Surrendering to What IS
Updated: Apr 29, 2021
I surrendered into the fetal position on the guest room bed. Sobbing at the defeat I felt as a woman not able to produce life through my body. My husband gently held me without trying to take away my feelings of failure.
Five times in three years: expansion, miscarriage, contraction, healing, waiting. And then willing the courage and hope to begin the cycle again.
The toll on my body and my psyche felt unfair and mean.
As an athlete, my body had served me well. It fed my pride, created my purpose, added an identity that garnered attention and praise. I believed my body to be invincible.
It never occurred to me that it would fail to accomplish what most of nature is easily capable of.
So much energy was spent in time, money, tears, alternative methods, inner debates with myself, and outer debates with my husband. My competitive nature would not let me stop trying.
Until one day, after another tearful confession of loss, my friend had the courage to ask,
“Do you want to be pregnant or do you want to be a mother?”
It was a question that woke me from my trance of repeating the same formula yet continuing to expect different results.
Her question, coupled with my surrender, opened space for us to consider possibilities my ego and pride had refused to entertain.
The adoption process became an alternative pregnancy; at times exciting and hopeful, with many uncomfortable and sleepless nights before his birth.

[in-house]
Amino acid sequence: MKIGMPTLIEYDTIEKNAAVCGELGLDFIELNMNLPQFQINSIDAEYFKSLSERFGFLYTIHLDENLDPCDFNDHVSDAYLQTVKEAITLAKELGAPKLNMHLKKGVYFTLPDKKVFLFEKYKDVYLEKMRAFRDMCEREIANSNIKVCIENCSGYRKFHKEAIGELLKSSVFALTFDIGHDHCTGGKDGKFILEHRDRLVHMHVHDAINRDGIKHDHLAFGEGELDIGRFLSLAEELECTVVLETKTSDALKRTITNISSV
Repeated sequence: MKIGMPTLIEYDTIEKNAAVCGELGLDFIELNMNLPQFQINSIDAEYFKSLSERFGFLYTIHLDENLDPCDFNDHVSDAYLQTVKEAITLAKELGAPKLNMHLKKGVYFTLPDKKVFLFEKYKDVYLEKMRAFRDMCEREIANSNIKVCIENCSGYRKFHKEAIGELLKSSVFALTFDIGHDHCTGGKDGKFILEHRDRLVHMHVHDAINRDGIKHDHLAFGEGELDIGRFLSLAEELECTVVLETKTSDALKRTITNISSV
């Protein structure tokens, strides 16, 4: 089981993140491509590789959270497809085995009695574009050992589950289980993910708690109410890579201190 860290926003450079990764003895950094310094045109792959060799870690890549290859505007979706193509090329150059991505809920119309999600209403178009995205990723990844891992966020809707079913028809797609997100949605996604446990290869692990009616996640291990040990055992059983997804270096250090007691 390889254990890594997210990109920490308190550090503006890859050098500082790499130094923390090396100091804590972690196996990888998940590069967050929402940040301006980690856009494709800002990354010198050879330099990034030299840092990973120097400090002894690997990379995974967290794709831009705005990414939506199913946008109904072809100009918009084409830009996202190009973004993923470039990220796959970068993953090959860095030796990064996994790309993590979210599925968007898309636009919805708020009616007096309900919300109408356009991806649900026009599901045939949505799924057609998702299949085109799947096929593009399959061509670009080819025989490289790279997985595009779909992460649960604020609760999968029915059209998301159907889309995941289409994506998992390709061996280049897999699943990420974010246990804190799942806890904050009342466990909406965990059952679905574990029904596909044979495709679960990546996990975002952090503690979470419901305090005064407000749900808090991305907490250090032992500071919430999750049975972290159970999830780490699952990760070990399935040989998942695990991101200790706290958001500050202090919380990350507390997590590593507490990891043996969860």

Moving through the fear and self judgement of being different in this parental arena, humbly graced me greater freedom and self-love. My fear of people’s odd questions (what does his ‘real’ mother look like?) has been tempered by the fact that he looks very much like my husband.
My desire to be a mother and the experience of loving, guiding and witnessing my sons growth far outweighs the lack of DNA we share.
Having walked through the dark abyss of infertility, I now understand on a deeper level my strength as a woman both emotionally and physically from this journey. It has become a touchstone to any challenge that arises. And so far, nothing has come close to the level of satisfaction and joy (and challenge and frustration) that I experience as a mother.